Four Foliar Diseases That Will Drive Down Profits

They say not to judge a book by its cover, but in the ornamental industry, it is the other way around. People equate plant quality with appearance. And they rarely, if ever, shell out their hard-earned money for plants that aren’t in pristine condition.

Disease is one of the primary culprits in less-than-perfect-looking plants. These four pathogens, in particular, are worth avoiding in the greenhouse. Although not always fatal, these diseases will detract from crop aesthetics and make a dent in profits.

 

Powdery Mildew

Susceptible Crops

Many species of powdery mildew are host specific; others have a wide host range that includes poinsettias, roses, violas and zinnias.

Symptoms

Powdery mildew symptoms usually appear on the upper side of the leaves first, but they can also show up on the underside, especially on begonias and verbenas. A white, powdery growth, the result of thread-like hyphae strands and chains of spores (conidia), appears on infected plant parts. Young stems, shoots and foliage, as well as mature plant parts, are all prime targets for powdery mildew. Shoot distortion, leaf drop or stunted growth occurs, and necrotic lesions and chlorotic or purple spots may appear on leaves. Symptoms vary depending on the species of pathogen.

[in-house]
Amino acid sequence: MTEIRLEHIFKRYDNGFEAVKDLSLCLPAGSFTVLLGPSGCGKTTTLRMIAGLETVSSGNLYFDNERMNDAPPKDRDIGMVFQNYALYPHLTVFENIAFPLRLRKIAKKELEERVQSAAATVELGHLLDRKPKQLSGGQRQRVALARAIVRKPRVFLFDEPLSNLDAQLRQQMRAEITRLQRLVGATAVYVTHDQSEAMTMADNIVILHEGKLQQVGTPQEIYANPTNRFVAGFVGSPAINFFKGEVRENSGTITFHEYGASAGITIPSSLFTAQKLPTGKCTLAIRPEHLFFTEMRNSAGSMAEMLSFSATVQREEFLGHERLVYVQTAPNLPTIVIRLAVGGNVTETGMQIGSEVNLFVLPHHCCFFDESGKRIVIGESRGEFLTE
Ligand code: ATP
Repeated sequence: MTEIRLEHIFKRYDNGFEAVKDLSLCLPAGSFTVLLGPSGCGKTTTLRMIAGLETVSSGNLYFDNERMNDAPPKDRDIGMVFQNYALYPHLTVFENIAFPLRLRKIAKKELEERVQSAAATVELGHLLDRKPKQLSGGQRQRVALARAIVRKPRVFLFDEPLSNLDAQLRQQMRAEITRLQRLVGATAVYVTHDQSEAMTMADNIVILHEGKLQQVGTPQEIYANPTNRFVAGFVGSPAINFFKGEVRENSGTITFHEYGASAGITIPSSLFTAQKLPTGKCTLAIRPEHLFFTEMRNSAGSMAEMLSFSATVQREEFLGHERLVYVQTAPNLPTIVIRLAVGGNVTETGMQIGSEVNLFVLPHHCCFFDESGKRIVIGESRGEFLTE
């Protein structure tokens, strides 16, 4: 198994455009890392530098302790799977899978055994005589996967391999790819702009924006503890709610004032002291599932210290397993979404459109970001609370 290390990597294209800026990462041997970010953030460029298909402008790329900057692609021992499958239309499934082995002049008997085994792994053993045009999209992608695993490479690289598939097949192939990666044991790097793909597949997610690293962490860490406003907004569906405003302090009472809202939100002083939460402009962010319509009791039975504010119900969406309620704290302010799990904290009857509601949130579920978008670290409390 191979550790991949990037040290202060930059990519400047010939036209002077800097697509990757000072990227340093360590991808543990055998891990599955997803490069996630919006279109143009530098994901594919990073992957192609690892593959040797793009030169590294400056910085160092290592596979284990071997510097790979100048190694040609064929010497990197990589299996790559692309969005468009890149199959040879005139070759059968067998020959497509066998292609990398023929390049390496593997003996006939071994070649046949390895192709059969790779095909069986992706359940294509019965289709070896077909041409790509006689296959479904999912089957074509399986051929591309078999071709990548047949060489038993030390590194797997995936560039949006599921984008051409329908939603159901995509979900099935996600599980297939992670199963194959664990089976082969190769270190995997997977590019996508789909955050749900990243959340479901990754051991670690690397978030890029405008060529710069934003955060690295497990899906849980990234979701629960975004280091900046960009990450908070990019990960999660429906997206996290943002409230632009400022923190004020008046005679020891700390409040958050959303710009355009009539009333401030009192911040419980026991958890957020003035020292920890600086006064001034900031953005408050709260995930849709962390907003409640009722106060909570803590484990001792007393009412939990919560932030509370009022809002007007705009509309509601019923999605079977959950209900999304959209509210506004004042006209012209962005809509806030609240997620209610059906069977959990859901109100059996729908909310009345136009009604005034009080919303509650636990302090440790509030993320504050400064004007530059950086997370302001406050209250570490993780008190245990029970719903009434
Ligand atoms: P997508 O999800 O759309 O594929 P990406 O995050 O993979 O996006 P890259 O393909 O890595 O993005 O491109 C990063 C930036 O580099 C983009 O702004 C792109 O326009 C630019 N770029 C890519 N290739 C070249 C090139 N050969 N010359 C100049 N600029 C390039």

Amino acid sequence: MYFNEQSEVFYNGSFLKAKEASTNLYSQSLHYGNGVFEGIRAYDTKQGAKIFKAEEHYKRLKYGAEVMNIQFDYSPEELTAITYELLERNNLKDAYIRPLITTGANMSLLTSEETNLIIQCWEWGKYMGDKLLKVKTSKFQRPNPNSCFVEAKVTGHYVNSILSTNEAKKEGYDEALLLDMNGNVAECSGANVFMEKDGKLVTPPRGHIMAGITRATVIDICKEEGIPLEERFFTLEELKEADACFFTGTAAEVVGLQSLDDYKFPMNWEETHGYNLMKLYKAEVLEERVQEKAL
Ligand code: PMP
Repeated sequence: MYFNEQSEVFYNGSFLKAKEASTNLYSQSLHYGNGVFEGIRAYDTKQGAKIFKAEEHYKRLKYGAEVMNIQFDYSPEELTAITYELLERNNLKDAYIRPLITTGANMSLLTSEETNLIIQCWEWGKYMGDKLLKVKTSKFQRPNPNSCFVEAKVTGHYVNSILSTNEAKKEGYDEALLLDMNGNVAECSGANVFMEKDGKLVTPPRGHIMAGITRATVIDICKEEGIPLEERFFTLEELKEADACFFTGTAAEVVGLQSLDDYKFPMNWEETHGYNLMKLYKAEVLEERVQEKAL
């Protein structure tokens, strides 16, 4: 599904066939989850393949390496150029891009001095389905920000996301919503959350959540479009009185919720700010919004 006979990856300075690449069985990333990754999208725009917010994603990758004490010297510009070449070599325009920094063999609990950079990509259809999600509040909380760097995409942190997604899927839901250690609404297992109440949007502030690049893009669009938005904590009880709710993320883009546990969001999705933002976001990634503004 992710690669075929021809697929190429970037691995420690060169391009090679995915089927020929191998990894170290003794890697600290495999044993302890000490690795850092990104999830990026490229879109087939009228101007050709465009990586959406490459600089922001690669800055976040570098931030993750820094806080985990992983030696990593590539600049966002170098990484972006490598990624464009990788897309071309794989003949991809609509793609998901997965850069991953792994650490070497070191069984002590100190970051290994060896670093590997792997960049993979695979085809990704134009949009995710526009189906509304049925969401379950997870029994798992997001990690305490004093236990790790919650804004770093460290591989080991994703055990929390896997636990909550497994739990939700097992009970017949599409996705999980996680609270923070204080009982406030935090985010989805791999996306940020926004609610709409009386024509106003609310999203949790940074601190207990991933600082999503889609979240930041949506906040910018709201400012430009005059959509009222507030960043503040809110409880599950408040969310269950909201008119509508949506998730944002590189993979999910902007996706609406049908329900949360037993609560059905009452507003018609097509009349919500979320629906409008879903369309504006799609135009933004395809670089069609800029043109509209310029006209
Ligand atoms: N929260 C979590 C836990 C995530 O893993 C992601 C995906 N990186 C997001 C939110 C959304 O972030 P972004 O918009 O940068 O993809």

Environmental Conditions

Conditions during the spring and fall favor powdery mildew because of the potential for high relative humidity (>95 percent RH). High levels of relative humidity promote spore formation while low levels encourage spore dispersal. Different species of powdery mildew thrive at optimum temperatures. Air currents and worker activities also spread spores to other plants.

Management

Monitoring and sanitation, combined with chemicals, is the best way to control powdery mildew. The primary goal is to use chemicals preventatively to protect healthy plants. After eradicating existing infections, follow up with protective applications to prevent further outbreaks. Knowing the specific pathogen and host combination is helpful when making treatment decisions. Rotate chemicals with different modes of action to prevent resistance.